If you’re ever been lucky enough to stumble upon a perfect sand dollar on the beach, you know how exciting it is! They’re so fragile, and so beautiful… but they can carry this awful scent: the scent of decaying marine life. Today, I am going to share the steps I do when I clean and preserve sand dollars!
How To Clean and Preserve Sand Dollars
Knowing What to Collect
First, before you can clean and preserve sand dollars, you need to know a little bit about sand dollars — so you can avoid collecting ones that are still living!
When a sand dollar dies, it leaves behind the shell we find on the beach, called a test. When these tests wash ashore, they are naturally bleached by the sun.
You can find them in the water, too. On Marco Island, David and I find them on the sand bars frequently. Most are dead, but we do find live ones from time-to-time. On some beaches, it is illegal to collect living sand dollars, so knowing the difference is huge.
If it is is living sand dollar, it will be purplish. If it’s white, you’re safe! When we find them in the water, they can be darkish. You’ll want to carefully flip it over, and examine the underside. If a sand dollar is living, you will see hundreds of cilia (which are basically small hairs that help the sand dollar move and bury itself in the sand). If you see tiny spines moving, the animal is still alive, so a good way to check is to hold the sand dollar in your hand and feel the spines moving, gently place it back in the water. These little hairs are what gives the sand dollar its purplish/dark color.
You can also check out this blog post, where I share my favorite spots to search for sand dollars!
How To Clean Your Sand Dollars
Once you get these beauties home, it won’t take long for you to notice the smell. They don’t “stink” per-say, but there is an odor. (Again, if you were lucky enough to find some already bleached by the sun, so they are nice and white, you can skip this step!)
What you’ll need:
I soak my sand dollars overnight in fresh water. Fresh water will actually help to harden the shell, as well as pull out some of the sand and gunk inside the test. The next morning, I set them on a tray in the sun to dry. You will want them FULLY DRY for the next step!
I mix a 1:1 solution of bleach and water. I soak each sand dollar one at a time for 2 minutes. Then, I gently scrub with a toothbrush and rinse under the sink. Remember to be gentle – they are fragile!
If you can’t get everything off, soak it in the bleach mixture again for a minute, and repeat until you’re happy with them! Make sure to rinse them well, otherwise, they can get a yellowish tint.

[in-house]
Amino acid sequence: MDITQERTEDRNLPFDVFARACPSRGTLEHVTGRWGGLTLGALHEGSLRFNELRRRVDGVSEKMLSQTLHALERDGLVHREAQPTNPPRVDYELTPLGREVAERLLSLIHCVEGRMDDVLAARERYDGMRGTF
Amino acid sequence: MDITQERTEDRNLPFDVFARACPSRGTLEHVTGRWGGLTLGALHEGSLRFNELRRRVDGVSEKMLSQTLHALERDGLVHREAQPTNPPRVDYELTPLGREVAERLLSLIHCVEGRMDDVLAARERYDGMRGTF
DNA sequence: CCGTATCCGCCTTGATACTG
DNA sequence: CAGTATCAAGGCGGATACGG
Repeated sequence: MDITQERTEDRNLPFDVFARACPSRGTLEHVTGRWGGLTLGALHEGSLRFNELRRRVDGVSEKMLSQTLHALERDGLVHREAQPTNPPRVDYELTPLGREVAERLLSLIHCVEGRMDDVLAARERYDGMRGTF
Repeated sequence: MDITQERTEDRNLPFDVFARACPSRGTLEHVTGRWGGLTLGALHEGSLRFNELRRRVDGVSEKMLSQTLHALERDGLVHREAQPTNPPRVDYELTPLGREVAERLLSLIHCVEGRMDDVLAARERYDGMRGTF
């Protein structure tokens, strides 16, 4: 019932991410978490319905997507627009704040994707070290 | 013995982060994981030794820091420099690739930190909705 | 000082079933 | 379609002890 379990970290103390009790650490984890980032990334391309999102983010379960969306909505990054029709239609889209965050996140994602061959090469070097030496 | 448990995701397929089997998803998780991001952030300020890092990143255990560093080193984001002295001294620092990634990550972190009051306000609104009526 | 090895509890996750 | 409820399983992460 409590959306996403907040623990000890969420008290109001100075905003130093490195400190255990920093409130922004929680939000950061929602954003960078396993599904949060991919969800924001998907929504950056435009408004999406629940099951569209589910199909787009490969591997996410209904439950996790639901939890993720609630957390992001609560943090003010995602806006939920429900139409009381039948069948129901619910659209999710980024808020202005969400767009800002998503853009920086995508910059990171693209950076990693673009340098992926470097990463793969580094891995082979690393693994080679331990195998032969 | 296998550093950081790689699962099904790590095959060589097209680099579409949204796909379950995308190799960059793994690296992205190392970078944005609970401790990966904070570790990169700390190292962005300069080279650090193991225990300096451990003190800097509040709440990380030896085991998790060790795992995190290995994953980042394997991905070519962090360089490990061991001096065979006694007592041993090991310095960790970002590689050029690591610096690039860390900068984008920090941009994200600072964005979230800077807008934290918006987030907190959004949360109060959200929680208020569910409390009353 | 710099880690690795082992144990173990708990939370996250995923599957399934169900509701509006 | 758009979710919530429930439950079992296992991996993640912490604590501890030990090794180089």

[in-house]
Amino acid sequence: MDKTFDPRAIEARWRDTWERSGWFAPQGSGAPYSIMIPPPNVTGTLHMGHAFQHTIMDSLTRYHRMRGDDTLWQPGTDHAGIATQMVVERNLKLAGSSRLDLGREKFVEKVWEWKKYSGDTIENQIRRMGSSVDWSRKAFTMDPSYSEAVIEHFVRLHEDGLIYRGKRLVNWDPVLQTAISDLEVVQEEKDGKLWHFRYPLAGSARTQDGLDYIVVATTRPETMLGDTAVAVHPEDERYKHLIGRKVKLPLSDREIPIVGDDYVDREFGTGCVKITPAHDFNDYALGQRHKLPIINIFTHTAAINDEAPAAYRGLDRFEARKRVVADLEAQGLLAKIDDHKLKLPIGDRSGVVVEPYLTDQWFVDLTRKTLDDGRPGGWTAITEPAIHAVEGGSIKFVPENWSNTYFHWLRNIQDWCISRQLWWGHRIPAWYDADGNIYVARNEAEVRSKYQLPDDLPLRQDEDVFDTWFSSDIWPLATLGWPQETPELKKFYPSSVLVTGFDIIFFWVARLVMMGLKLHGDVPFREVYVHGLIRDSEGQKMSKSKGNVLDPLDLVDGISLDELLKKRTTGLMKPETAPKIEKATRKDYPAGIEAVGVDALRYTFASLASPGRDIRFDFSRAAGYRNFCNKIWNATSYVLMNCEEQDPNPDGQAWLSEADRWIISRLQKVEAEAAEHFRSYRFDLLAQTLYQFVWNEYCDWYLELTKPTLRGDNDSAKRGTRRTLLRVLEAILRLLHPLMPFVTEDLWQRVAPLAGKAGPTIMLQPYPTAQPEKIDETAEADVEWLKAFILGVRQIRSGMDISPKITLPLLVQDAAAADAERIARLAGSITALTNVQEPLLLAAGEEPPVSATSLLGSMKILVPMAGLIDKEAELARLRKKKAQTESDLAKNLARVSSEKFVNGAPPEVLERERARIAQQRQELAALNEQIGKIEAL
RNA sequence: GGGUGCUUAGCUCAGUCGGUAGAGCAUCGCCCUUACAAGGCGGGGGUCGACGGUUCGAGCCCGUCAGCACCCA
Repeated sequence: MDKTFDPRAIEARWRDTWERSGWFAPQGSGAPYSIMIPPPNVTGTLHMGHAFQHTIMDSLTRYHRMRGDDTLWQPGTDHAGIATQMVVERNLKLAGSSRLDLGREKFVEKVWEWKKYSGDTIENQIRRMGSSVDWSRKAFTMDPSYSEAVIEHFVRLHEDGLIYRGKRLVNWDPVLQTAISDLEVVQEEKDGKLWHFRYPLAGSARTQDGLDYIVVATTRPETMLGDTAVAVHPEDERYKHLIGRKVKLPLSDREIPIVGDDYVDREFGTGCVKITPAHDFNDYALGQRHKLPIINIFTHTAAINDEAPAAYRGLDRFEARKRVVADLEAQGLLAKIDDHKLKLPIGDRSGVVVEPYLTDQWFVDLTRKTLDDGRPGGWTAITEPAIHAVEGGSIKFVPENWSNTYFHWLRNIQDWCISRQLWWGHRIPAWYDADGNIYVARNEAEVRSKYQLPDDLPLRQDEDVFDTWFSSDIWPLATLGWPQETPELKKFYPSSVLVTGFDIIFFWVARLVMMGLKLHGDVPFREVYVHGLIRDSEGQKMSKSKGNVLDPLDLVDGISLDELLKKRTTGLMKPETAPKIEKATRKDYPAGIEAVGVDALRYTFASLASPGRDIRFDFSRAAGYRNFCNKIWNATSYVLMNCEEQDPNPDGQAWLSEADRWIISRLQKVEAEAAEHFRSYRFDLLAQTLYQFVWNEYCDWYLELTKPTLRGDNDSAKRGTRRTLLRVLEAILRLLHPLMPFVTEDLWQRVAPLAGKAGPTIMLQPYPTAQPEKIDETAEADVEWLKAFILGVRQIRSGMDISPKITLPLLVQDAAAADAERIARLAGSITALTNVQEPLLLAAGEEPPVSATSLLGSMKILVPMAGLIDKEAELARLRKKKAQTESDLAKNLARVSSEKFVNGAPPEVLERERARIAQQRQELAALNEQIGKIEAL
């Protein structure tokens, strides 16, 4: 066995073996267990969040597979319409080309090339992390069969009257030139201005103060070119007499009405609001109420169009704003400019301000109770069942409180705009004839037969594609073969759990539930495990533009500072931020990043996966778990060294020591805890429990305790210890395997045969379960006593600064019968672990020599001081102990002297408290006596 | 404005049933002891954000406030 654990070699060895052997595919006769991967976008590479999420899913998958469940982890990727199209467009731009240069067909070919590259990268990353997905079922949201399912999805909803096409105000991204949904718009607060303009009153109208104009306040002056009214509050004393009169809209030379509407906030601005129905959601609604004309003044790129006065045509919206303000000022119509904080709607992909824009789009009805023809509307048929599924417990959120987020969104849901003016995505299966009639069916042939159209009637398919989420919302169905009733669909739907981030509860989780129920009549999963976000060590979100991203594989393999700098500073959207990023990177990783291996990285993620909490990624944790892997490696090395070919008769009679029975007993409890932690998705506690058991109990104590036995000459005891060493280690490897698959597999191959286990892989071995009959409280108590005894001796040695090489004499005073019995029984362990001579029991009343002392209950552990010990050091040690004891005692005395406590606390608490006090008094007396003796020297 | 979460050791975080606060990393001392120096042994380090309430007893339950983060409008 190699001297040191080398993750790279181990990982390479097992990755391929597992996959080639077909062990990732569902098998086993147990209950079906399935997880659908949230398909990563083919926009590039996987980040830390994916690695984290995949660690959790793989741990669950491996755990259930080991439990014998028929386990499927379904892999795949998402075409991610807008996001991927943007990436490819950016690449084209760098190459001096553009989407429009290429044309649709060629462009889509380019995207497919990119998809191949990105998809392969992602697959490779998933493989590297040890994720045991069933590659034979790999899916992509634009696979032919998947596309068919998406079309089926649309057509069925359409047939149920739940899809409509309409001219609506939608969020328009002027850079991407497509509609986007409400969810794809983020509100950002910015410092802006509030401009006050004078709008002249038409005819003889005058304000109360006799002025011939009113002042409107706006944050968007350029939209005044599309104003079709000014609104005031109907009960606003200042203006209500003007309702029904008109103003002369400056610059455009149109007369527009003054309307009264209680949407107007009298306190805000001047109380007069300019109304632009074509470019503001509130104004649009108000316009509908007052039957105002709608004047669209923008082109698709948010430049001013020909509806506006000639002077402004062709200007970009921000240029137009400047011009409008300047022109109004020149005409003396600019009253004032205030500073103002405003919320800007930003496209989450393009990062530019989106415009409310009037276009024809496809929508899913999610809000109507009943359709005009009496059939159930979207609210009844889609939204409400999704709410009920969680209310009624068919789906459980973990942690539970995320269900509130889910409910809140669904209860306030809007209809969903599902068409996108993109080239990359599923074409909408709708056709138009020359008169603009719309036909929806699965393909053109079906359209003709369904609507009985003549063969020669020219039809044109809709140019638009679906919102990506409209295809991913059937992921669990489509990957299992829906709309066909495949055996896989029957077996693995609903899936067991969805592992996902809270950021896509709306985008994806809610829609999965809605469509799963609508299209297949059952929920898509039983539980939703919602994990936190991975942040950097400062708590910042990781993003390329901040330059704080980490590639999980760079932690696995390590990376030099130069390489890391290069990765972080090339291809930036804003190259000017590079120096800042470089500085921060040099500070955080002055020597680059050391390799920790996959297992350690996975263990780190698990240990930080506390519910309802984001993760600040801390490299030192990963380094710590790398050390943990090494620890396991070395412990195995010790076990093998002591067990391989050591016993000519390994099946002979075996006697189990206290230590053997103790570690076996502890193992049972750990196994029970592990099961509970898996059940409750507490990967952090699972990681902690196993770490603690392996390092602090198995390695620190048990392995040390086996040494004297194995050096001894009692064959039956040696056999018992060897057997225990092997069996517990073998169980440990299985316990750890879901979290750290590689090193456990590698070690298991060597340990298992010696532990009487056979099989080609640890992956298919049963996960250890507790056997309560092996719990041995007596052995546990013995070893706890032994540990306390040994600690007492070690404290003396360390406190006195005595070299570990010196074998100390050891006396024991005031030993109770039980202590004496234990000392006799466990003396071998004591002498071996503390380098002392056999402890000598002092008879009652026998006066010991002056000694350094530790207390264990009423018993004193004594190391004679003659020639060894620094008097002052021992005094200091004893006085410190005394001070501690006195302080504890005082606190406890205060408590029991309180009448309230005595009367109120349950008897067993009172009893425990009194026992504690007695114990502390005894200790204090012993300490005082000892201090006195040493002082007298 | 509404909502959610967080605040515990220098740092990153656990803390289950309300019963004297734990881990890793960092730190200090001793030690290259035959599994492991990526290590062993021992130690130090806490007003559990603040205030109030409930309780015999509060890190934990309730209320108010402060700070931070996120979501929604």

Again, let them dry in the sun – I usually let them go all day and overnight. You will need them completely dry for the next step.
You can watch this short video, to see the steps in action:
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How to Preserve Your Sand Dollars
Once your sand dollars are cleaned to your liking – or if you found some great naturally-bleached sand dollars, you can jump into preserving your sand dollars!
I make a solution that is 1:1 glue and water. I use Elmers School Glue. You want to make sure the mixture to be runny, and more like water than glue. Stir until there are no glue clumps, and add a little more water if needed. Runnier is better than thicker here!
Using a paint brush (NOT a sponge brush), carefully AND THINLY cover one side of the sand dollar with the glue mixture. I start with the bottom, and lay it top-down to dry. Repeat with all the sand dollars you are preserving. I cover the glue mixture with plastic wrap and leave it on the counter.
You want to make sure you aren’t COATING the sand dollar, but applying a thin layer.
Pro tip: I leave mine to dry on a cooling rack meant for baking. It’s perfect!
Once they have dried (about 30 mins), I re-stir the glue mixture (it will settle a bit), and repeat the above steps for the other side of the sand dollar. This time, I also try to get around the edges too. I let them dry an hour or so, until they are no longer shiny/wet to the touch.
This helps to reinforce the fragile tests of the sand dollars, which are actually made more fragile through bleaching. Once you have cleaned and preserved your sand dollars, they are ready for display or crafts!
I hope you enjoyed learning a little about sand dollars as well as how to clean and preserve sand dollars!